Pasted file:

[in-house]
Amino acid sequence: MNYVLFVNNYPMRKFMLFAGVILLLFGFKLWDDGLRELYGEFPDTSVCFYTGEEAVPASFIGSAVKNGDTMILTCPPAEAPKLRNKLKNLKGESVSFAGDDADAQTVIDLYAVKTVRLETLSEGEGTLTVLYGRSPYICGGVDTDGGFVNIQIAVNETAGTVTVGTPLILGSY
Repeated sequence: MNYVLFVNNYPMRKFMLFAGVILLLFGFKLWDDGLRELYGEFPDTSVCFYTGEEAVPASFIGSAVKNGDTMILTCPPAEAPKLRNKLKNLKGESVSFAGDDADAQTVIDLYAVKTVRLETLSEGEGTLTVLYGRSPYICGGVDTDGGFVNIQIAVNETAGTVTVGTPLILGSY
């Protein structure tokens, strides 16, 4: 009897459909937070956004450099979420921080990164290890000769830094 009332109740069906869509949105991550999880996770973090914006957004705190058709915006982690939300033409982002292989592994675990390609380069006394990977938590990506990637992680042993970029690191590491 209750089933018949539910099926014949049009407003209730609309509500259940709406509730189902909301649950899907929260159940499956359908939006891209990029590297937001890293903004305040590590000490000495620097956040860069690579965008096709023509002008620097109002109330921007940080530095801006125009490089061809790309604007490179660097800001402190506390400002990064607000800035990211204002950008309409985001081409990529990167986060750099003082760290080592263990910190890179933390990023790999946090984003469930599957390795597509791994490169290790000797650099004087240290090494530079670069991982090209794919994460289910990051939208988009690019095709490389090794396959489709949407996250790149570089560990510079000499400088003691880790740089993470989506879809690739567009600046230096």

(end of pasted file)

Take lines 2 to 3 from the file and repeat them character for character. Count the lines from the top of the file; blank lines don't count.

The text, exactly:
Amino acid sequence: MNYVLFVNNYPMRKFMLFAGVILLLFGFKLWDDGLRELYGEFPDTSVCFYTGEEAVPASFIGSAVKNGDTMILTCPPAEAPKLRNKLKNLKGESVSFAGDDADAQTVIDLYAVKTVRLETLSEGEGTLTVLYGRSPYICGGVDTDGGFVNIQIAVNETAGTVTVGTPLILGSY
Repeated sequence: MNYVLFVNNYPMRKFMLFAGVILLLFGFKLWDDGLRELYGEFPDTSVCFYTGEEAVPASFIGSAVKNGDTMILTCPPAEAPKLRNKLKNLKGESVSFAGDDADAQTVIDLYAVKTVRLETLSEGEGTLTVLYGRSPYICGGVDTDGGFVNIQIAVNETAGTVTVGTPLILGSY